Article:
Police Chief Forced Out After Offering Support For Armed Citizens

It’s hard to believe that we’re now at the point where expressing support for a constitutional right can cause a public official to lose their job, but that Orwellian nightmare’s come true in Lowell, Michigan, where police chief Steven Bukala was forced to  resign just days after expressing his support for armed citizens who decided to patrol the downtown area while legally carrying firearms in an attempt to thwart any looting in the area.

The small town of about 4,000 people is located just a few miles from Grand Rapids, Michigan, where riots resulted in burned out buildings, looted storefronts, and the arrests of at least eight individuals on charges related to rioting or looting. Shortly after the riots took place, the Lowell police department posted on Facebook about several individuals who were lawfully carrying in the small downtown area in an effort to prevent looting or rioting.

“We at the Lowell Police Department support the legally armed citizen and the Second Amendment,” the chief wrote on the department’s Facebook page.

That led to a flurry of comments between residents, with the chief defending the right to open carry.

It also led City Manager Michael Burns to order the chief to remove that sentence in support of the four men.

Several days later, Bukala took to his personal Facebook page and once again spoke about the armed citizens.

“So these fine young men called me today. They wanted to exercise their Second Amendment rights and walk down Main Street. They saw what happened in Grand Rapids. They said it’s not going to happen here. We have your backs. I thanked them for letting me know they were in town and to call if they see something,” wrote Bukala on Facebook.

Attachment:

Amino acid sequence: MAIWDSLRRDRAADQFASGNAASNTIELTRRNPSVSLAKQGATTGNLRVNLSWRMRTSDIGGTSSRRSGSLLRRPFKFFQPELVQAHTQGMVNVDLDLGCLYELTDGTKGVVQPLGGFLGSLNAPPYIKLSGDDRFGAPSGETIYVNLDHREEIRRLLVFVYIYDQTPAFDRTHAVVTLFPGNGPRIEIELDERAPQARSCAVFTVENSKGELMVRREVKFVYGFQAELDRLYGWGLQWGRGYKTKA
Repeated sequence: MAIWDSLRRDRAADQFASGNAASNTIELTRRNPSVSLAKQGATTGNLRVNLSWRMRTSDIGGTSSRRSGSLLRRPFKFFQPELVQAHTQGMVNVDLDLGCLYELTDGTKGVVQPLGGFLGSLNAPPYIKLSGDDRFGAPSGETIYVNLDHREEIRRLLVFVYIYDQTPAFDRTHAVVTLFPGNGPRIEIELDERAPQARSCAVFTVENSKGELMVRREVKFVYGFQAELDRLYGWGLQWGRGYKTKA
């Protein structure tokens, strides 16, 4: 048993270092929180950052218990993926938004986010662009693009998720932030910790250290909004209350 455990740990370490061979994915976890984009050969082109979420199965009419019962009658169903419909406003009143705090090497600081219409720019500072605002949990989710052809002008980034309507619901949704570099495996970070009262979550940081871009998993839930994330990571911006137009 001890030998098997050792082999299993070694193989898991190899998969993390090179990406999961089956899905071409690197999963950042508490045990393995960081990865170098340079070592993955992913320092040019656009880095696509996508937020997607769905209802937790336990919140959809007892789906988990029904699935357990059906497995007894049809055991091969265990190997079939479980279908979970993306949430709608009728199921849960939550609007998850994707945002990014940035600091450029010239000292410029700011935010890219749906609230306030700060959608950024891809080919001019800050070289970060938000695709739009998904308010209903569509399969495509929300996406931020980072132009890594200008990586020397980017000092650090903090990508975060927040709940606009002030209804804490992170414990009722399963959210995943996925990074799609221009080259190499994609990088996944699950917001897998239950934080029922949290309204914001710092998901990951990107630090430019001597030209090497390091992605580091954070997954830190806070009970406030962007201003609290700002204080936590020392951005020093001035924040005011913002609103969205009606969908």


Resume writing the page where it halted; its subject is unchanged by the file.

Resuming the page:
According to WOOD-TV, City Manager Michael Burns then ordered Bukula to resign by 5:00 p.m. Thurday or be terminated at 5:01 p.m. The chief tendered his resignation via email, and the Lowell Police Department’s Facebook page then issued an apology for defending the armed citizens and their right to carry.

According to WOOD-TV:

The city manager cited Bukala for violating city policy, including “conduct unbecoming of a police officer,” and “Personnel shall not allow personal feelings to influence their professional conduct.”

The post “inserted political and debatable issues into a departmental notice which causes unneeded concern by some city residents,” the city manager wrote. “Your actions created an unnecessary negative portrayal of the city in some citizens’ view.”

And the city manager’s actions have now created an unnecessary negative portrayal of the city in some citizens’ views. Based on his own standards, why shouldn’t City Manager Michael Burns be the next to resign?

There was nothing controversial about the posting by the Lowell Police Department. It simply noted that the four individuals had a right to open carry, and supported their Second Amendment right to do so. Expressing support for the Second Amendment isn’t inserting “political and debatable issues into a departmental notice.” Expressing opposition to the exercise of a constitutionally protected right would run afoul of conduct unbecoming of a police officer, in my opinion, but this is the first time I’ve ever heard of support for the Second Amendment being a firing offense for a public official.

The Lowell Police Department announced Bukula’s departure in another Facebook post on Friday afternoon, and already residents are reacting, with some calling the decision to force the chief out “shameful” and encouraging residents to vote out the city leadership that allowed the city manager to send the chief packing.

Far from quelling any controversy, Burns’ decision seems to have only fanned the flames, with some residents talking about holding an open carry rally outside of City Hall in order to support the dismissed chief and the Second Amendment. It might not be a bad idea for some of the attendees to drop off a copy of the U.S. Constitution with the First Amendment highlighted for the city manager to read as well. If Burns was hoping to showcase Lowell, Michigan as an inclusive space, he’s failed miserably. Instead, he’s managed to convey the impression that the small town is run by folks who can’t or won’t support the rights of residents to exercise their freedom of speech or their right to carry. A few days ago, Lowell seemed like a typical American small town. Now it seems like the kind of place that might try to ban mom, baseball, and apple pie if it was the politically correct thing to do.